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Wedding Was Icing on the Cake

July 21, 1986|ANN HEROLD

Instead of cutting the wedding cake, a Portuguese couple were married inside it. Hundreds of tourists and curious bystanders in Loule watched as Maria da Conceicao Revez, 19, and Joao Pedro Guerreiro Ramos, 20, were married inside the four-story-tall strawberry and apricot cake, made by Revez' father, who is chief pastry chef at a luxury hotel. The cake was built over a frame of wood and metal and was a replica of the church of Sao Lourenco in nearby Almansil. It took more than a month to construct and was made from 12,000 eggs, about two tons of sugar, nearly a ton of flour, half a ton of margarine, 700 pounds of chopped fruit, 1,500 pounds of fruit preserves, 100 gallons of port wine and 200 gallons of lemon syrup.

--There wasn't a tractor or a pair of overalls in sight as participants donned string bikinis and slathered on suntan lotion at the World's Biggest Beach Party, held in a cornfield in Williamsburg, Iowa, 1,200 miles from the ocean. "It's just like in Hawaii. You just got to hang loose," said promoter Steve Gander, who organized the party, bringing 3 million pounds of sand from Florida, California, Texas, Hawaii, Wisconsin, Alaska, Michigan, Mexico, France, Brazil and the Caribbean to construct the beach. A crowd estimated at 20,000 for the two-day event paid $10 each to participate in such events as a surfing competition in which contestants attempted to ride a Canadian-built contraption billed as the world's only mechanical surfboard.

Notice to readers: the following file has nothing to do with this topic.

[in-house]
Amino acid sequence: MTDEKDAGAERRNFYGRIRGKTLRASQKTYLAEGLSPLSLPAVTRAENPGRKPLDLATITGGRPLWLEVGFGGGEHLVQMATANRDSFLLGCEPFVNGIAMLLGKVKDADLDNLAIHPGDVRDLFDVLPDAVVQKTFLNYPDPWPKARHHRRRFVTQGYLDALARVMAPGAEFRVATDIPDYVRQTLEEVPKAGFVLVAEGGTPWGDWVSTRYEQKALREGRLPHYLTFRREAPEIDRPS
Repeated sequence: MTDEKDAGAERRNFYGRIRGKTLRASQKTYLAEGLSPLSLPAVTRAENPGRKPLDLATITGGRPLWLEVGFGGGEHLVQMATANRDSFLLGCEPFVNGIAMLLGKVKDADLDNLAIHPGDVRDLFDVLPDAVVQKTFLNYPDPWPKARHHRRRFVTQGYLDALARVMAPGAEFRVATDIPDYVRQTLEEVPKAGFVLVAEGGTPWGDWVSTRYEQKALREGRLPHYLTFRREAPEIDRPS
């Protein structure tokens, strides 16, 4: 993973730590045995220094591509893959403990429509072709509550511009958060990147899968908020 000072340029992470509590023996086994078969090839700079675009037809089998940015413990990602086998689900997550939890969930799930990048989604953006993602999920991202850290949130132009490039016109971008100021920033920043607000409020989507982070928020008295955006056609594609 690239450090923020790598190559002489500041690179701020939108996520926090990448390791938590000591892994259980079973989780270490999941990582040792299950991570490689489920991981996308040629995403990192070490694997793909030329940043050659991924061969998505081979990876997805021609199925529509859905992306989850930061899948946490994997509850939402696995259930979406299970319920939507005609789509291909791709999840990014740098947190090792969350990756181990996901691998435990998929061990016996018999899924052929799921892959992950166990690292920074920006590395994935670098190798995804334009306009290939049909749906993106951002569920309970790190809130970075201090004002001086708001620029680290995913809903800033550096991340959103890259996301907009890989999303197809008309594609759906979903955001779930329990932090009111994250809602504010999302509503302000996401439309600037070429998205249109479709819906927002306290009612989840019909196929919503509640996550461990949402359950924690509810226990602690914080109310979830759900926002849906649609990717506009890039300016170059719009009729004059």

--Cindy and Robert O'Brien didn't plan on having their children share the same birthdays. But they do--right down to the minute. At 3:38 p.m., the Corpus Christi, Tex., couple's daughter, Kelly Lynn, was born--four years to the minute after her brother, Robert. Photos taken by Robert O'Brien of his two children immediately after birth show them being held by the doctor in front of a clock in the Spohn Hospital maternity ward. "The clock shows they were only five seconds apart," Cindy O'Brien said.

--The Kennedy clan went to Mass and then celebrated the 96th birthday of matriarch Rose Kennedy two days early. "Because the family was all gathered for the wedding it seemed an appropriate time," said Father Edward C. Duffy, pastor at St. Francis Xavier Church, near the Kennedy family compound in Hyannis Port, Mass. Rose Kennedy, confined to a wheelchair since she suffered a stroke in April, 1984, was too ill to attend the wedding Saturday of her granddaughter Caroline Kennedy and Edwin A. Schlossberg.

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